The astonishing victories won by the Islamic State of Iraq and the Levant (ISIS) have illuminated the incoherence in U.S. policy toward Iraq. Washington is understandably alarmed by ISIS’s progress across northern and western Iraq, reflected in the swift capture of Mosul , the second largest Iraqi city, and much of the Sunni heartland. At the same time, the orchestration of external support for the Syrian revolution and the overthrow of Bashar al-Assad, in which Washington has been a key player, has undoubtedly redounded to the benefit of ISIS.
The emerging strategic reality was given pungent expression by Ayad Jamal al-Din, a liberal Iraqi cleric and politician: “The war in Syria and the war in Iraq are one and the same,” he said on June 10. “Both in Syria and in Iraq, it is a war against ISIS. The United States strives to weaken the Syrian regime, and this benefits ISIS, but in Baghdad, it supports the regime against ISIS. This is suspicious and perplexing, to tell you the truth.”
Jamal al-Din is a man worth listening to. A distinguished Islamic cleric, he is also a secularist who favors the separation of religion and state. He has stood bravely against the totalizing rhetoric pitting Sunni and Shiite against one another in Iraq. He argues, “the pressure on the Syrian regime, which is fighting ISIS, must be lifted. [America] should not try to strengthen the feeble Free Syrian Army [FSA]. There is no FSA. There is ISIS in Syria and Iraq. You cannot fight ISIS in Iraq, yet support it in Syria. There is one war and one enemy.”
On this issue, at least, Jamal Al-Din’s voice is hardly iconoclastic among Iraqis. A year ago, Michael Rubin reported after a trip to Iraq that “Not only Iraqi Shi’ites, but also Iraqi Christians, Iraqi Kurds, and even many Iraqi Sunnis oppose American provision of arms to the Syrian rebels on the grounds that the Syrian rebels are either more radical than the Americans realize, or that nothing will prevent the so-called moderates whom the United States arms from selling or losing the weaponry to the radicals.” The Iraqis deeply feared that they would be “the first victims of Sunni radicalism in neighboring Syria.” And so they have been.
Despite the consternation caused by ISIS’s string of victories, there seems to be no reconsideration in Washington of U.S. support for the overthrow of Assad. Surely it must be obvious that pressure on the Syrian regime from the south and west has created a space in the north and east where ISIS has thrived; surely we can see that in the absence of the Syrian civil war, ISIS could not have begun to gain the strength that it has lately displayed. But no, it is not obvious at all to the Washington security establishment. The only self-examination it permits itself is anxiety over whether it has supplied sufficient military force.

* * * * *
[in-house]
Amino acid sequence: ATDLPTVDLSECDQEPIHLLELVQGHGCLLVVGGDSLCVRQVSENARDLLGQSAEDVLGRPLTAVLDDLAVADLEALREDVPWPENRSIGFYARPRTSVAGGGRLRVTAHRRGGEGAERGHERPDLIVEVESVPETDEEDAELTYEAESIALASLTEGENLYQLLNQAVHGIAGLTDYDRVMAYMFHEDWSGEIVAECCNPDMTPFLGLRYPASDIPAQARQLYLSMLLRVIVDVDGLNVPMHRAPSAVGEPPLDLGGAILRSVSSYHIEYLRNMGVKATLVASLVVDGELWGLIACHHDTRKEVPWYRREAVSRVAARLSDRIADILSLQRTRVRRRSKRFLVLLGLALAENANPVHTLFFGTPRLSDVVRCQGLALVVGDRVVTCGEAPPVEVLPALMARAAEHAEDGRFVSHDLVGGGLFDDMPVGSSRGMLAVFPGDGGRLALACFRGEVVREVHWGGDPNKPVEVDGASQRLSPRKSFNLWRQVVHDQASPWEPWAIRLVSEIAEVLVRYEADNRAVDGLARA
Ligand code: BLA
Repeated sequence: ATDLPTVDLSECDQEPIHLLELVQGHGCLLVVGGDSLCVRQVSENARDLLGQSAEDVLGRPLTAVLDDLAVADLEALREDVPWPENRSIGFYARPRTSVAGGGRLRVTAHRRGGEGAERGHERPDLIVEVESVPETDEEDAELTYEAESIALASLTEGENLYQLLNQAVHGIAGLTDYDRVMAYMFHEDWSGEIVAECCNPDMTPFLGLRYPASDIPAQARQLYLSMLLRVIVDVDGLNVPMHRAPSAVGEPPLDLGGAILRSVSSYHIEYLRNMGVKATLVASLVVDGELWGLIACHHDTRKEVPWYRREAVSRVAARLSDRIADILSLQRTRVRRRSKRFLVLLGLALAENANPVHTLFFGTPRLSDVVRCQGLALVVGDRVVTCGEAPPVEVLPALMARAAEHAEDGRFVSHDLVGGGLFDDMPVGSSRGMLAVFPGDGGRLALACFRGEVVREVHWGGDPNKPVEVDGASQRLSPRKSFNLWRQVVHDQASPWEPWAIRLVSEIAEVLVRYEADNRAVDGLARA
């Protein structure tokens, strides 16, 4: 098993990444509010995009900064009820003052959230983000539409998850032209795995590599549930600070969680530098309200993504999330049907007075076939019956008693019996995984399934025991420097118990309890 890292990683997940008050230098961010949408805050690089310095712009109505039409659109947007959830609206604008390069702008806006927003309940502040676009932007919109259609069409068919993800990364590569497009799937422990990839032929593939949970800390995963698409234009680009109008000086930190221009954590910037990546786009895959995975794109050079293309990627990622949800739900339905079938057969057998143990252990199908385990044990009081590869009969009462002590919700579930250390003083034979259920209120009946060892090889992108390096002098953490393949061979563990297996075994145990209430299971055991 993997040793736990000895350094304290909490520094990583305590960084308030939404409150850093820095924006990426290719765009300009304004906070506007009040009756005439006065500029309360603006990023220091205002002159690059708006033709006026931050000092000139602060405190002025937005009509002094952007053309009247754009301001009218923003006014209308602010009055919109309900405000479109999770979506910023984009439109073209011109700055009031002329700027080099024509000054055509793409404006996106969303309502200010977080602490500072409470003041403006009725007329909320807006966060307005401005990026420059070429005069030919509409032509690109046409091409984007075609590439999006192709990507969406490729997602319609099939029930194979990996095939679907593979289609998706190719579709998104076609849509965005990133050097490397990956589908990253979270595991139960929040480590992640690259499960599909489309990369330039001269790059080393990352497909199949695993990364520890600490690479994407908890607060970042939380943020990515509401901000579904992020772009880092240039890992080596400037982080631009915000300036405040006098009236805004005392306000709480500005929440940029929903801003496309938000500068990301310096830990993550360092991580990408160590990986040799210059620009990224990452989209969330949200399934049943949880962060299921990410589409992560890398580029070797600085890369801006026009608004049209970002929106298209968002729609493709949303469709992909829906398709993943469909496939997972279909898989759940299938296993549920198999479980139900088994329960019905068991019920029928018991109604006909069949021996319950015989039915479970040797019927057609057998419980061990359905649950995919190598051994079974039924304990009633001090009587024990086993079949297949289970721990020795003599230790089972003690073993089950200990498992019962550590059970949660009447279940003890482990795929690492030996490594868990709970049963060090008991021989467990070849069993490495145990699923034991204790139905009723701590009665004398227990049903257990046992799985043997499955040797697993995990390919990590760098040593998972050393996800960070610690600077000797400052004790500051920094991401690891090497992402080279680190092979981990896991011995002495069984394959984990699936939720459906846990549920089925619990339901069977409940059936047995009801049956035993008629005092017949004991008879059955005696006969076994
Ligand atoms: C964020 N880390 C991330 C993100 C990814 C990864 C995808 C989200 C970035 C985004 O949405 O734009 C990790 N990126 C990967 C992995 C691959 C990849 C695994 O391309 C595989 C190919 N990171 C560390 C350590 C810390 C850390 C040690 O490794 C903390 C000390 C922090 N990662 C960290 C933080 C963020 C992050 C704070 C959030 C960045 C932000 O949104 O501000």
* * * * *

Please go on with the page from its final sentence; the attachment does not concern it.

From the beginning, the efforts of the Assad regime to repress the armed rebellion—a right that every state has under international law—have been seen in the West and the Sunni world as the worst form of aggression. As in Libya in 2011 and Iraq in 2003, Washington has followed the maxim that nothing could be worse than the continuation of Arab tyranny. It said it was supporting democracy in all these places; in fact, its actions have contributed directly to the anarchy that now prevails, whence has come the growth of such awful groups as ISIS.
The logic of this terrifying descent is as old as Thucydides’ account of the revolution in Corcyra and as new as each day’s headlines. "In a hard-fought civil war, especially one without a single well-organized opposition movement, “ noted Paul Pillar last year, “success goes to the most ruthless and dedicated elements, which also tend to be the most extreme in their views. We are seeing such a process in Syria today.” One would think that the contemplation of this dynamic in Iraq, Syria, and Libya should give pause to Washington’s support for the overthrow of sitting governments. But there is no sign of that.
Establishment thinking instead identified two big mistakes after the fall of Mosul. One is Obama’s failure to keep forces in Iraq; the other is that more was not done to achieve the destruction of the Assad regime by Syrian “moderates.” "Critics have long warned,” intones the New York Times, “that America’s withdrawal of troops from Iraq, without leaving even a token force, invited an insurgent revival. The apparent role of the Islamic State of Iraq and Syria in Tuesday’s attack helps vindicate those, among them the former ambassador to Syria, Robert S. Ford, who have called for arming more moderate groups in the Syrian conflict."
Actually, ISIS’s newfound strength shows the utter incoherence of U.S. policy. Ford’s idea of arming the “moderates”—the remedy for Syria favored by the Washington security establishment and its acolytes—would have given an even greater field of action to ISIS. Why Washington thinks it would have contained ISIS is not explained. Presumably, it rests on the assumption that the “moderate” opposition would have been sufficiently powerful to overwhelm not only the Assad regime, but also the numerically larger and ideologically more-committed jihadists. Such an effort, were it to be mounted, would require far in excess of $5 billion and a U.S. bombing campaign much more intensive than what undid Qaddafi. Even then, it could hold no better promise than what has unfolded in Libya—that is, a state of nature such as Hobbes once described. It is precisely in such anarchical conditions that groups such as ISIS thrive.